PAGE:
# Tag Info

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Here is a link to a table of galaxies which includes distance from Earth, light brightness, radius, rotation velocity, mass, and mass-to-light ratio. For explanation, click "next" at bottom or top of the page. And here is a portal to a list of galaxy types and methods of computation. As you can read in the introduction, various assumptions are made and not ...

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Most graduate text books in Classical mechanics have (as their last two chapters) discussions of perturbation theory in classical mechanics. These (however) are not invariably readable, and will usually restrict the solution to problems that can be described by a Hamiltonian e.g. have no friction or dissipation. Goldstein, "Classical Mechanics" has such a ...

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The Legendre polynomials arise naturally when solving the Poisson equation for a system with spherical symmetry (such as the hydrogen atom). The Bessel functions arise naturally when solving the Poisson equation for a system with cylindrical symmetry. In essentially the same way, the Chebyshev equation and its solutions arise when you consider a problem ...

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First of all, if you are dealing with a network of finite number of resistors, try redrawing it in some form in which you'll be able to recognize the parallel or series connections. Secondly, take a look at Delta-Y Transform which might be really helpful in some cases. If these fail, turn to Kirchoff's laws i.e. put a test generator between the points ...

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It really depends if you are interested in the 2+1 dimensional or the 3+1 dimensional theory. Under the condition that you mean 3+1 dimensions: Nonlinear higher spin theories in various dimensions - X. Bekaert, S. Cnockaert, Carlo Iazeolla, M.A. Vasiliev is a standard reference Elements of Vasiliev theory - V.E. Didenko, E.D. Skvortsov for an ...

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There's a book by Sudbery called "Quantum Mechanics and the Particles of Nature", subtitled "An Outline for Mathematicians". This would seem to be just what you're looking for. I'd also highly recommend Dirac's Principles of Quantum Mechanics. The math isn't always completely rigorous, but he thinks like a mathematician. At the same time, he frequently ...

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Gas mass $(5.5 \pm 0.6) \times 10^{14} (H_0/50)^{-5/2} M_{\odot}$ within $5(H_0/50)^{-1}$ Mpc, where $H_0$ is the Hubble parameter in km/s per Mpc - Hughes (1989). Or $(5.1 \pm 1.5) \times 10^{14} (H_0/50)^{-5/2} M_{\odot}$ within $5(H_0/50)^{-1}$ Mpc - Briel et al. (1992).

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I think the following link will be your best bet at finding a free book on this topic: http://www.plouffe.fr/simon/math/Artin%20E.%20The%20Gamma%20Function%20(1931)(23s).pdf If you're like me and despise reading on PDF's and prefer reading print, The few books I can recommend that won't break your budget are: ...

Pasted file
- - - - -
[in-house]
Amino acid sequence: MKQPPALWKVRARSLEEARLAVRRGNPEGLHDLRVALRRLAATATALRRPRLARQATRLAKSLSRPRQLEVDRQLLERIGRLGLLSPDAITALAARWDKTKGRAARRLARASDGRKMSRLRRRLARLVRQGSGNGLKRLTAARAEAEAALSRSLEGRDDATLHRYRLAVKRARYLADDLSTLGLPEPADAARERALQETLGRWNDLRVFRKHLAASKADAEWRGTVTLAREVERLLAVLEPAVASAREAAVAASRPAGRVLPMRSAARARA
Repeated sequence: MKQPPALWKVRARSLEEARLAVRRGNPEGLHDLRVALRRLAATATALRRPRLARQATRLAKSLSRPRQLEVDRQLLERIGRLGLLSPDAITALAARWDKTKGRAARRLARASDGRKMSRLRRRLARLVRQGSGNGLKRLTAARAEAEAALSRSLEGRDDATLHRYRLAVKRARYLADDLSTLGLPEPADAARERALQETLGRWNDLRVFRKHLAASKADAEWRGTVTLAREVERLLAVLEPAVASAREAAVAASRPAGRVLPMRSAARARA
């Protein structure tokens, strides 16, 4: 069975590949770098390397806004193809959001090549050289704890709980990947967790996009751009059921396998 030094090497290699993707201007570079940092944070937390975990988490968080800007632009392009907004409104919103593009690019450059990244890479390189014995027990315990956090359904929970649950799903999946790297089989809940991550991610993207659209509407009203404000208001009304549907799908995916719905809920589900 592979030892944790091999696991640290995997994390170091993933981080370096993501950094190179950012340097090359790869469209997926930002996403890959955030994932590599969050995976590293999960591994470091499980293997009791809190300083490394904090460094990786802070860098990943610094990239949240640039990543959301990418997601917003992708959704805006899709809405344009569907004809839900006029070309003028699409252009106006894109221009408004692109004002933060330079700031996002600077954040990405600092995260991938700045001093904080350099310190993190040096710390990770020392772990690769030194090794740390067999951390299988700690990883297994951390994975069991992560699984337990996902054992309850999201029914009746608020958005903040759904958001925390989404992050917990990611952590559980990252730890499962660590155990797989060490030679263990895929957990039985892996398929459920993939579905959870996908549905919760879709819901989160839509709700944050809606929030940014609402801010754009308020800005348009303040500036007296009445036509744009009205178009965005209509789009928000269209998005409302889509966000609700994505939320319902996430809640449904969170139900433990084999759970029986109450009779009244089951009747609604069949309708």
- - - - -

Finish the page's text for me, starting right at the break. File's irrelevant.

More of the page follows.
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As you mentioned memristance governs nonlinear behavior of electric or magnetic circuit based on the amount of electric charge which has passed through it. In this paper Strukov et al. from HP labs described properties of memristors and provided fundamental mathematical model. As a physical model they employed metal/oxide/metal circuit where metal is Pt and ...

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I think Shankar's Principles of Quantum Mechanics contains decent exercises that promote understanding of the material, many of which are proofs and derivations rather than simply computations.

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Assuming you mean the enthalpy of combustion, carbon dioxide doesn't combust. That is it does not react with oxygen to produce water and carbon dioxide. Therefore it has no enthalpy of combustion. Did you mean carbon monoxide?

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Once you have an understanding of fluid mechanics, the two best books for CFD specifically that I have used are: Computational Fluid Dynamics by John Anderson. I don't know if you have ever used any of Anderson's fluid dynamics books, but I highly recommend all of them. His books are all very readable and spend most of the text describing what to do rather ...

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Since the question is "can you recommend a book that talks about these topics with minimal math," the answer is no. It would be even more confusing to describe quantum information and quantum computing without math than with the math, as the concepts aren't as intuitive as say general relativity, which can fairly effectively be described with mostly words. ...

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This may not be exactly what you want, but it does go over some classical field theory and good chuck of differential geometry. http://www.gravity-and-light.org/lectures

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No doubt that a must read on this topic is the classic work by Fradkin and Shenker: http://journals.aps.org/prd/abstract/10.1103/PhysRevD.19.3682 In particular, it was pointed out that for $Z_2$ gauge theories (and I believe for all $Z_n$) the confined phase and the Higgs phase are in fact smoothly connected. There is no sharp phase boundary between the ...

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